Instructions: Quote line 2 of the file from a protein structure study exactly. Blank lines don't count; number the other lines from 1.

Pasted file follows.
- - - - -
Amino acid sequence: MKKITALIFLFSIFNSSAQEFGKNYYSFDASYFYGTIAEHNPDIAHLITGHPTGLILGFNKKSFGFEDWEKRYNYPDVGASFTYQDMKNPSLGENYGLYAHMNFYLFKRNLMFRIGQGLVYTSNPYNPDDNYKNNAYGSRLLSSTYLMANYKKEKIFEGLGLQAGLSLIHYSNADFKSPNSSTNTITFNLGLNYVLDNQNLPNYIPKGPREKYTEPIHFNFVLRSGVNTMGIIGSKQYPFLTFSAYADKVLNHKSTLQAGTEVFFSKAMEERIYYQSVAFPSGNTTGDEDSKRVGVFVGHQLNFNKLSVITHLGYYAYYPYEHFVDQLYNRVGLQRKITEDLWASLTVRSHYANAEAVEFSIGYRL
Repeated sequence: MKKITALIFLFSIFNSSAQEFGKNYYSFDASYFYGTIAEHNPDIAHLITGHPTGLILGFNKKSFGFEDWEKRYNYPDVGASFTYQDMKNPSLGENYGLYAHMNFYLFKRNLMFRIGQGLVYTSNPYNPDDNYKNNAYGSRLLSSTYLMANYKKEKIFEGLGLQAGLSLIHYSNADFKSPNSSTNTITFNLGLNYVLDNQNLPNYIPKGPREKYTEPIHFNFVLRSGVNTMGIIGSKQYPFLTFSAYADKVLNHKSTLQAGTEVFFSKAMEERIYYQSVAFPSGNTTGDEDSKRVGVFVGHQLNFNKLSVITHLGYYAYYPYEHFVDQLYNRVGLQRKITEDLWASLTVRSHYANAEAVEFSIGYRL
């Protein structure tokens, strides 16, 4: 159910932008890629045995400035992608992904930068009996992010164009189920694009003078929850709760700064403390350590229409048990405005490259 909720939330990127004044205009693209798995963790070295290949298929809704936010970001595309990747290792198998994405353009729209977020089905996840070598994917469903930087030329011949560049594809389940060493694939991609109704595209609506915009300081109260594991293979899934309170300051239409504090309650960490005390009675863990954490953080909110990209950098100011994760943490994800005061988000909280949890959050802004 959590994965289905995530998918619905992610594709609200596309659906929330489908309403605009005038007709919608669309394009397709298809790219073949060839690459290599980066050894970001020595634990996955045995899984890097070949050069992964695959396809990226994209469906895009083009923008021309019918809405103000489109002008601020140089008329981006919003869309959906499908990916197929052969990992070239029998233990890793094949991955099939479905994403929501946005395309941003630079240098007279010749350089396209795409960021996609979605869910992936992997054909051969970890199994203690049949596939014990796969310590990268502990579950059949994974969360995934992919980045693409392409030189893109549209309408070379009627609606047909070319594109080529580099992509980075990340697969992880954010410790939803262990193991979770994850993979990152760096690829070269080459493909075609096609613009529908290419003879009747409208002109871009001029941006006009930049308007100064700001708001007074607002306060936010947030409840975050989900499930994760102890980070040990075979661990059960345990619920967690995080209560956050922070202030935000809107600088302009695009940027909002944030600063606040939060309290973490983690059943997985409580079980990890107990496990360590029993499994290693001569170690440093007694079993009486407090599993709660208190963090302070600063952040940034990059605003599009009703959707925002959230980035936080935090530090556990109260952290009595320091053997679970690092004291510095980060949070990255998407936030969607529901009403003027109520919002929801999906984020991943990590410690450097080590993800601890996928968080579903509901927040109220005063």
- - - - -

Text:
Repeated sequence: MKKITALIFLFSIFNSSAQEFGKNYYSFDASYFYGTIAEHNPDIAHLITGHPTGLILGFNKKSFGFEDWEKRYNYPDVGASFTYQDMKNPSLGENYGLYAHMNFYLFKRNLMFRIGQGLVYTSNPYNPDDNYKNNAYGSRLLSSTYLMANYKKEKIFEGLGLQAGLSLIHYSNADFKSPNSSTNTITFNLGLNYVLDNQNLPNYIPKGPREKYTEPIHFNFVLRSGVNTMGIIGSKQYPFLTFSAYADKVLNHKSTLQAGTEVFFSKAMEERIYYQSVAFPSGNTTGDEDSKRVGVFVGHQLNFNKLSVITHLGYYAYYPYEHFVDQLYNRVGLQRKITEDLWASLTVRSHYANAEAVEFSIGYRL